From our human standpoint, knowledge is something that needs to be built up, acquired with effort and involves the accumulation of sense impressions (facts), the organization of those sense impressions and then the application of logical tools of the mind to make sense out of them, eventually creating therefrom a symbolic set (language, symbols or imagery) that stores the sense that we have derived and which then allows us to communicate and share that information with others. All of this represents what Sri Aurobindo terms “separative knowledge”. Because of the limitations of this way of knowing, we always have a fragmentary and derived knowledge rather than a complete and unified knowledge.
Similarly, our will to action is based on the fragmented and separated knowledge base we have acquired and we thus have limited and weak ability to put our knowledge into action.
There is, however, another kind of knowing, which Sri Aurobindo terms “knowledge by identity”. This type of knowing does not rely on logic-sets or symbols, nor does it need to build up its base of knowledge; rather it is a self-evident, self-contained, complete form of knowledge. Starting from the human basis, it is essentially impossible for us to even remotely understand or imagine this type of knowledge, or the effective Will that puts this level of knowledge into action in the universe.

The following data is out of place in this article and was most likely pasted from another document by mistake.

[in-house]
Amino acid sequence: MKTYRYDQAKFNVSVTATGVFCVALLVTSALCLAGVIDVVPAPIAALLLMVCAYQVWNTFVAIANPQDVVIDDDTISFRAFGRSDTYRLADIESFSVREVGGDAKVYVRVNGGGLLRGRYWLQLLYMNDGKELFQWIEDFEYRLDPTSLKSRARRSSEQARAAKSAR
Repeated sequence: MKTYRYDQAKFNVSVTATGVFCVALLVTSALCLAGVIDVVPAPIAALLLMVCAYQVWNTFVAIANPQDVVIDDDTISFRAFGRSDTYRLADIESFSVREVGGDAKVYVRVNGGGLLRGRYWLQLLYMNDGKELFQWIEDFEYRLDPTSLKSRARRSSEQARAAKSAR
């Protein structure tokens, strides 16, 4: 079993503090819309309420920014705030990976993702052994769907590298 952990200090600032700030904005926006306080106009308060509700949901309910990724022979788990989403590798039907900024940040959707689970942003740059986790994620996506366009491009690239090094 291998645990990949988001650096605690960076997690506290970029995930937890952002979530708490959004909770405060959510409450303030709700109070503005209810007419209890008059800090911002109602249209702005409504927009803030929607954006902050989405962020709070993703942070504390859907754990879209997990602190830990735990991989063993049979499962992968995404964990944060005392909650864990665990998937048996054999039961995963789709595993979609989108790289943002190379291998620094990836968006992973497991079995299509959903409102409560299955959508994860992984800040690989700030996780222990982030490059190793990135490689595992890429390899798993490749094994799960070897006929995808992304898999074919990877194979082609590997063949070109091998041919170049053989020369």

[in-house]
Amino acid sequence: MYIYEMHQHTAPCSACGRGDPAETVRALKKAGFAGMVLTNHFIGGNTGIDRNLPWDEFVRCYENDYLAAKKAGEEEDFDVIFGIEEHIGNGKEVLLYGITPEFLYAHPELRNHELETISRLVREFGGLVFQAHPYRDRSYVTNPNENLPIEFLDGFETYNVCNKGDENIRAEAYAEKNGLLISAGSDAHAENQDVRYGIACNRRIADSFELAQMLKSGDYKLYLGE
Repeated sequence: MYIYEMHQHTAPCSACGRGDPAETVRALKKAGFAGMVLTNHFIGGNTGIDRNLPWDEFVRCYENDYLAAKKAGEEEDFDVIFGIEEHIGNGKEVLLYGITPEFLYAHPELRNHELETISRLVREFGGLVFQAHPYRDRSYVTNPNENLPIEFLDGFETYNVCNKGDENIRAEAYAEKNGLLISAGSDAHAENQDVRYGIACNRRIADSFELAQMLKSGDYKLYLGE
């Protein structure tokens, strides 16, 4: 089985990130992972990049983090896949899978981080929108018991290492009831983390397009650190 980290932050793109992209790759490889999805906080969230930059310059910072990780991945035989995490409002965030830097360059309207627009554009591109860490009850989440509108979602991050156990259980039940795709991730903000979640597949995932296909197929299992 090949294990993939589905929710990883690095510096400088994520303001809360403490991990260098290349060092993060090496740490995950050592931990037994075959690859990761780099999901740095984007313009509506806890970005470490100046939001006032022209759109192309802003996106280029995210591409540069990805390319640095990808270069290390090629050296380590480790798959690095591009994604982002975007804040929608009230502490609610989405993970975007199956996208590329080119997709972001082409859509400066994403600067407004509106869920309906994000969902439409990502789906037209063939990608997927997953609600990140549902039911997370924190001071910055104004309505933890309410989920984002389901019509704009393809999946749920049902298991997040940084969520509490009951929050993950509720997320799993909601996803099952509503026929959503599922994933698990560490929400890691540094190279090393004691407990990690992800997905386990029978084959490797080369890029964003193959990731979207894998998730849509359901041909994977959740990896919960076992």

Intuition or inspiration represent flashes of brilliance that move us beyond the strict limits of the logical building of knowledge-sets within which we normally operate. While they do not reach the fullness of the illumination that is represented by knowledge by identity, they at least indicate to us that greater and more potent forms of knowledge are available when we even slightly exceed the normal mental limitations, with the corresponding impact on action.
Sri Aurobindo describes the knowledge-will of the Infinite, to the extent possible: “The Lord sees in his omniscience the thing that has to be done. This seeing is his Will, it is a form of creative Power, and that which he sees the all-conscious Mother, one with him, takes into her dynamic self and embodies, and executive Nature-Force carries it out as the mechanism of their omnipotent omniscience. But this vision of what is to be and therefore of what is to be done arises out of the very being, pours directly out of the consciousness and delight of existence of the Lord, spontaneously, like light from the sun. It is not our mortal attempt to see, our difficult arrival at truth of action and motive or just demand of Nature.”
The spiritual Oneness unifies the individual soul with the universal and transcendent: “When the individual soul is entirely at one in its being and knowledge with the Lord and directly in touch with the original Shakti, the transcendent Mother, the supreme Will can then arise in us too in the high divine manner as a thing that must be and is achieved by the spontaneous action of Nature. There is then no desire, no responsibility, no reaction; all takes place in the peace, calm, light, power of the supporting and enveloping and inhabiting Divine.”
Sri Aurobindo, The Synthesis of Yoga, Part One: The Yoga of Divine Works, Chapter 8, The Supreme Will, pp.206-207